The system will have a better understanding of how the application will respond to an attack after it has completed a survey. It begins by going through the app’s entire source code in order to verify that it can run normally. Second, when the code is being executed, it validates the design of the code (in its dynamic state). At this point, the system has a more in-depth look into the application’s operations in real time than it did previously. Access is what’s going to come next. Injections and cross-site scripting are two examples of the types of common attacks that are utilised in the testing method in order to identify the intended app’s vulnerabilities. Once it has identified any, the system will make an attempt to gain access to the data, disrupt the traffic, or carry out any other activity that a malicious attacker would engage in. The following step in the process involves the computer analysing the impact of the attack and estimating the amount of damage it is capable of inflicting. In the final step, the system gathers all of its findings and compiles them, detailing the vulnerabilities it found, how it benefited through them, and how long it took for it to remain undetected within the system. After reviewing the report, the appropriate security personnel will take the appropriate actions to bring the situation under control. All of this is possible through the use of third-party testing that examines an organization’s internet presence to determine whether or not essential data can be accessed.
How Is a Standard Pen Test Conducted?
Before we jump into DAST vs Penetration Testing, let’s see how is a typical pen test carried out.
Step 1: Reconnaissance
The first step in penetration testing is called reconnaissance. Ethical hackers now spend their time gathering information that they will use to plan their simulated assault on the system. They use this information to determine where the system is vulnerable, locate a viable attack vector, and successfully gain and maintain access to the target system.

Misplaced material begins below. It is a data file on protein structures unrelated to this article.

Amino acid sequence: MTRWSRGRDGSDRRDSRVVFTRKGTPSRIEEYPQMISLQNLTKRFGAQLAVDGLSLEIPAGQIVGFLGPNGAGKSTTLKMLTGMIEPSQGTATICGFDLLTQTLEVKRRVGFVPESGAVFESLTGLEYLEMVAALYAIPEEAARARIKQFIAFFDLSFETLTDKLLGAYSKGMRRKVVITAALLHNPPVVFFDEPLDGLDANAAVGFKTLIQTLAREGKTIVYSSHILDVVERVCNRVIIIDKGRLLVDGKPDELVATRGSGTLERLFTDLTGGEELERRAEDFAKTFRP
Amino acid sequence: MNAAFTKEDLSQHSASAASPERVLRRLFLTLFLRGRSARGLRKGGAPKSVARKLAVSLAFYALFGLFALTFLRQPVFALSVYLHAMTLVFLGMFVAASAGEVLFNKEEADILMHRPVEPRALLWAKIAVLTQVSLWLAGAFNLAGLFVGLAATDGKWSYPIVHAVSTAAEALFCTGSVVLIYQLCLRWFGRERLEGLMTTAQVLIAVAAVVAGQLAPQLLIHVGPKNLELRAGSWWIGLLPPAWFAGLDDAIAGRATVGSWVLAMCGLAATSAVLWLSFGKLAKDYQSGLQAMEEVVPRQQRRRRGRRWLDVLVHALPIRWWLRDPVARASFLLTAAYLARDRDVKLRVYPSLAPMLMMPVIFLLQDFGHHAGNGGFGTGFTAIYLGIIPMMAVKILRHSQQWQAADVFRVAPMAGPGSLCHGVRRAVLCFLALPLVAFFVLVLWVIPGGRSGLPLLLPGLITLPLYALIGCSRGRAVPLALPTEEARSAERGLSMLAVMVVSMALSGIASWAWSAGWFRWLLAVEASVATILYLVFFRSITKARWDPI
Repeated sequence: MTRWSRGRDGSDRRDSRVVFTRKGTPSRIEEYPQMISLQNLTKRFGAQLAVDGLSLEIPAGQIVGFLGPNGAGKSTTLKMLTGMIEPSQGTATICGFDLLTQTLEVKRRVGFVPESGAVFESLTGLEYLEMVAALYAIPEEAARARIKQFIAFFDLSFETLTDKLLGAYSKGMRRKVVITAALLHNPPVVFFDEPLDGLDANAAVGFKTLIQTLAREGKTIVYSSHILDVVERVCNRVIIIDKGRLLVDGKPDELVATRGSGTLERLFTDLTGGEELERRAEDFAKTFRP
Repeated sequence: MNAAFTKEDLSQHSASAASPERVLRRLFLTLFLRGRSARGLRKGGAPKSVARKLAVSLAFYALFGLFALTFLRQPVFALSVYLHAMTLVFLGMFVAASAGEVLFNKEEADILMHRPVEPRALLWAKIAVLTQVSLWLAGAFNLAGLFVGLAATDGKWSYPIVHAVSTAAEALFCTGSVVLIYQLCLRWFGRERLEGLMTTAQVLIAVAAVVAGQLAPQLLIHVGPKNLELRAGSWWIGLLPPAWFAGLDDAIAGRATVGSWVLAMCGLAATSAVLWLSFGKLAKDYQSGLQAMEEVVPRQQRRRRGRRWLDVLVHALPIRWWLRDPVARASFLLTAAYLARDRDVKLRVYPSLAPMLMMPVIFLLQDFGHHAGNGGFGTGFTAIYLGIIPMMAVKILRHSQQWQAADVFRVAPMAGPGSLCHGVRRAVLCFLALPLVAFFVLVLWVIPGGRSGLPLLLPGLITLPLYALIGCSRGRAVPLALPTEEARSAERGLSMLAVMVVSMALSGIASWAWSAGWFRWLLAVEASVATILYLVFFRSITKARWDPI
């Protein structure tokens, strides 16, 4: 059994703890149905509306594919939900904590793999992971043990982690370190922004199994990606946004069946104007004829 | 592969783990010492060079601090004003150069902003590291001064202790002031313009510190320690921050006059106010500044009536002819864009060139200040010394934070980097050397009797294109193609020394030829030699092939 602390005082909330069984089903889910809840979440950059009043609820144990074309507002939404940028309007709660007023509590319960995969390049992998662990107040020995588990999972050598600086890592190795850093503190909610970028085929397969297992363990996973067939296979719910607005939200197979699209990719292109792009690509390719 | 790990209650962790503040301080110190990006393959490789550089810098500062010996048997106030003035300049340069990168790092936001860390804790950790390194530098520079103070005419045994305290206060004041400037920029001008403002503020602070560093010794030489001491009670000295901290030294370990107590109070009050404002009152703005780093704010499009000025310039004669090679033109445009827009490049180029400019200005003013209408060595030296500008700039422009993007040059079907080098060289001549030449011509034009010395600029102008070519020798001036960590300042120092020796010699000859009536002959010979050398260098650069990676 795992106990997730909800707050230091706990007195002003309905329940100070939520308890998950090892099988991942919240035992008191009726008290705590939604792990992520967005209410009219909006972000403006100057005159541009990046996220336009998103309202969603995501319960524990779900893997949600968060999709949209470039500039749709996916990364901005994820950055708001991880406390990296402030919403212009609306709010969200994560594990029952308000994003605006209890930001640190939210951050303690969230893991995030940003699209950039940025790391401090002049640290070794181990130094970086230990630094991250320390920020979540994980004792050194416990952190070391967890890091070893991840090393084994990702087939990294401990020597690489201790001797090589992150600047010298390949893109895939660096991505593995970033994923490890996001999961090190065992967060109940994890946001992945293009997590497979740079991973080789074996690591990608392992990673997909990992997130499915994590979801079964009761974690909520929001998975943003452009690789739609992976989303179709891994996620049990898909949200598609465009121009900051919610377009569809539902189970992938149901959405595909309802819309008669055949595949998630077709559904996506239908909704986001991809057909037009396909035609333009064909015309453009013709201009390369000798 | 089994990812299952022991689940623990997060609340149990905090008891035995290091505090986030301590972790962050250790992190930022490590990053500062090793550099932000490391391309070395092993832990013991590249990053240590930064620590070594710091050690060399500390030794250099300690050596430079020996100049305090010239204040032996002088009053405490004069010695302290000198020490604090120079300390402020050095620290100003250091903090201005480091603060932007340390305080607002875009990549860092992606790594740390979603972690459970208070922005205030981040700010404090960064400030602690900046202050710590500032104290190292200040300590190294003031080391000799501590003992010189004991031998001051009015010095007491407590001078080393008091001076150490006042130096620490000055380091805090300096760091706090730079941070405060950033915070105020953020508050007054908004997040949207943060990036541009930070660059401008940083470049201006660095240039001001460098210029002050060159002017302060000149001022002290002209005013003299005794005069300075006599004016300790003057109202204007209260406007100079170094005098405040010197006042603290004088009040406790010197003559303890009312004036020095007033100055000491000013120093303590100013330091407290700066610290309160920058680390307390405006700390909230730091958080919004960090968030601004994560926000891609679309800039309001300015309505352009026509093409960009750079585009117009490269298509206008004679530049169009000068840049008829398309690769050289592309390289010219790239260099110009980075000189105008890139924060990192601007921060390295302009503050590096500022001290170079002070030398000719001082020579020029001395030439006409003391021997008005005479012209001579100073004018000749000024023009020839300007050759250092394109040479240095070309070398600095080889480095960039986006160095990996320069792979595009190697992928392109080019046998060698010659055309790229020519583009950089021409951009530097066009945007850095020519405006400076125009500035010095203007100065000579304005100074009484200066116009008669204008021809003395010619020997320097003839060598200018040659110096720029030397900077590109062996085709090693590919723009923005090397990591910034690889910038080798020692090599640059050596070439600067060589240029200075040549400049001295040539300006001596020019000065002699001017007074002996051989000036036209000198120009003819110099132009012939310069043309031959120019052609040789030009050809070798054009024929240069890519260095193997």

Step 2: Exploitation
The process of penetration testing calls for the utilisation of a comprehensive toolkit. Tools that can launch specific attacks and exploits, such as brute-force attacks or SQL injections, are included in this category. These include software that can scan networks and identify vulnerabilities in those networks. In addition, there is hardware that was developed specifically for the purpose of penetration testing. As an illustration, there are hardware devices that, when connected to a computer that is part of a network, provide hackers with remote access to that network.
The practise of social engineering is yet another weapon in the pentester’s arsenal. Phishing emails, pretexting (which is when the hacker pretends to be an authority or someone the victim knows), and tailgating are all methods that ethical hackers may employ (entering a building immediately after an authorised person).
Step 3: Disengagement
After gaining access to sensitive systems and demonstrating their ability to steal data or cause other types of damage, a penetration tester will disengage and cover their tracks in order to avoid being discovered by the target organisation.
Step 4: Report and resolution of discovered weaknesses
The pentest report represents the final and, arguably, most significant stage of a penetration test. This is a comprehensive report that the ethical hacker provides to the security team of the targeted company. It provides documentation of the pentesting process, vulnerabilities discovered, proof that they are exploitable, and recommendations for taking remedial action in response to those vulnerabilities. When this information is put to use by internal teams, improved security measures and vulnerabilities can be addressed. This may involve applying patches to systems that are vulnerable. Rate limiting, new firewall or WAF rules, DDoS mitigation, and stricter form validation are some of the upgrades included in these upgrades.
Differences Between DAST and Penetration Testing